Silent Film & Live Music

image from Josef von Sternberg's film UNDERWORLD

image from Josef von Sternberg's silent gangster film UNDERWORLD (1927)

If you’ve never seen a silent film or are already a fan of the genre, we’ve got you covered with these two very special events!  There’s no doubt that the best way to experience a classic silent film is with live music, and that experience expands exponentially when you’ve got some of the best silent film composers and musicians in the world—yes, the world—writing and performing that music.

Cue the Anvil Orchestra, who will perform with a 35mm film print of Underworld (1927), the film that launched the career of director Josef von Sternberg as well as the gangster film genre. The Anvil Orchestra consists of Roger C. Miller (keyboards) and Terry Donahue (accordion, saw & more) of the widely popular Alloy Orchestra, who performed regularly at Cornell Cinema over the course of 20 years (1999 – 2019). During one of their many engagements, they performed with Underworld, and it was a thrilling experience that we’re very excited to offer a new audience (or repeat viewers!).

Prolific Hollywood writer Ben Hecht, who wrote the screenplay, won the Oscar for best original story at the first Academy Awards in 1929, and among his uncredited collaborators were former Cornell student (!) Howard Hawks and von Sternberg. The film is set in Prohibition Chicago where kingpin "Bull" Weed (George Bancroft) rules the city. When a rival gangster (Fred Kohler) sets his sights on Weed’s girl (Evelyn Brent), the criminal code demands retaliation.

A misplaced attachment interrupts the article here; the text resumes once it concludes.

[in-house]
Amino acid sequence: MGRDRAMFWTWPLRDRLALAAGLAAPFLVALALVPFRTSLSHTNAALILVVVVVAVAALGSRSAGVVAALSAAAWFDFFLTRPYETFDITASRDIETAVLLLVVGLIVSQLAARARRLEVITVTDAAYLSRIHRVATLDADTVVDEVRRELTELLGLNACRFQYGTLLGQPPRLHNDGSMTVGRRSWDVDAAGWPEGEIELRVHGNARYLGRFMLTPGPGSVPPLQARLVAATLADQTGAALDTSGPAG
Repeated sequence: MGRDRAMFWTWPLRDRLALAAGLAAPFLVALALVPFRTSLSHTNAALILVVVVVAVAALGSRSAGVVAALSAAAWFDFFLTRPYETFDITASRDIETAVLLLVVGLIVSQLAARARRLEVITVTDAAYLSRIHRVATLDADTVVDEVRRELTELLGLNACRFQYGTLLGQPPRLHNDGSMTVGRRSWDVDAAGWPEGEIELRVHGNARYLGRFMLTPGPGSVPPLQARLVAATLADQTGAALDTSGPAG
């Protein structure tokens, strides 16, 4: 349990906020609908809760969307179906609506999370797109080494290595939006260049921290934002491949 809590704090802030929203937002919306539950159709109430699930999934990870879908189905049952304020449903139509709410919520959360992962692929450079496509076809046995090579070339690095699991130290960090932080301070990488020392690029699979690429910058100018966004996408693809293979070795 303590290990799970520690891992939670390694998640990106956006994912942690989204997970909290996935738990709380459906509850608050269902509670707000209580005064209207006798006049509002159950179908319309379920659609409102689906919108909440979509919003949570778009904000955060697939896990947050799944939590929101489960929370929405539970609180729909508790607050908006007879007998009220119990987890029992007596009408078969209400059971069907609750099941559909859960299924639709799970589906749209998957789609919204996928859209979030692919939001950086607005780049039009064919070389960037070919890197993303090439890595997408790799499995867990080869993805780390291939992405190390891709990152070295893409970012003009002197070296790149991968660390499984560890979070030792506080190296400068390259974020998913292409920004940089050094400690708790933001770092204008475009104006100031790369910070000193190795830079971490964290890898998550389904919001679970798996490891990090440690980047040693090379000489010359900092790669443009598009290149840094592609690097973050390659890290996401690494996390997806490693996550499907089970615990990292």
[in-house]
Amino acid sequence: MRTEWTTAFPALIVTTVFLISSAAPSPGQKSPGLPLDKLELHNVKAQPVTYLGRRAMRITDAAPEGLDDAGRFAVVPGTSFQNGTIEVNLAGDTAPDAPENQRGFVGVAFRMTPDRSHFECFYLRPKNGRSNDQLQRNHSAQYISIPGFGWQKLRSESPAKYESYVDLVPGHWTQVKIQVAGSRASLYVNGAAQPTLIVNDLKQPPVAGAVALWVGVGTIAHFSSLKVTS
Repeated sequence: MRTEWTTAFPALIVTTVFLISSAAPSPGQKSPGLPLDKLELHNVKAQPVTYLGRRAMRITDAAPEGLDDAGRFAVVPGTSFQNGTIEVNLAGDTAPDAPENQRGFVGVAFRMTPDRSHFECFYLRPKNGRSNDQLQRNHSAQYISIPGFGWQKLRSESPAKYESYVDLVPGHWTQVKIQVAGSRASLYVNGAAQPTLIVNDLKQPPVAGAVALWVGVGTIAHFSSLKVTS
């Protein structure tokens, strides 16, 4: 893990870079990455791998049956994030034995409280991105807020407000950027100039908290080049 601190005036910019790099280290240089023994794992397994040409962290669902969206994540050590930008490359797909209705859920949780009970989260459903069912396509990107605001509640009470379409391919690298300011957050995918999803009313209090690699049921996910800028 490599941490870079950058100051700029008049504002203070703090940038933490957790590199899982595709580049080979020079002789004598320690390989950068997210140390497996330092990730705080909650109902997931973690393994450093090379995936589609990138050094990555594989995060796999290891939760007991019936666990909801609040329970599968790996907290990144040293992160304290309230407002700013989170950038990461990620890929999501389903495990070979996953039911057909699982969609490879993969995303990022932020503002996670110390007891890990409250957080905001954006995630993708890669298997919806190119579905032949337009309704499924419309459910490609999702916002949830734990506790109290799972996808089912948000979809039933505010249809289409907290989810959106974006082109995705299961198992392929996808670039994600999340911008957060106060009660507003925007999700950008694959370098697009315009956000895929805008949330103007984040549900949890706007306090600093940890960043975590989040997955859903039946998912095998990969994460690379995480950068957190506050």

Less than a week later, we’ll welcome back world-renowned klezmer violinist Alicia Svigals and celebrated silent film pianist Donald Sosin (last here in the Fall of 2018 with The Ancient Law (1923)) who will perform their original score for the satire The City Without Jews (1924), recently restored by Filmarchiv Austria.

Directed by H.K. Breslauer, the film is based on the controversial 1922 novel by Hugo Bettauer about a Viennese-type city named Utopia that expels its Jews to solve its financial problems, only to experience rapid economic and cultural decline. Though darkly comedic in tone, and stylistically influenced by German Expressionism, the film nonetheless contains ominous and eerily realistic sequences, such as the shots of freight trains transporting Jews out of the city.

Special tickets prices apply to each of these events: 
$12 general / $10 students ($2 off for All-Access Pass holders).

Alicia Svigals’s & Donald Sosin’s performance is made possible by the Sunrise Foundation for Education and the Arts. Additional support provided by the Jewish Studies Program.

Both events are cosponsored with the Cornell Council for the Arts and the Wharton Studio Museum.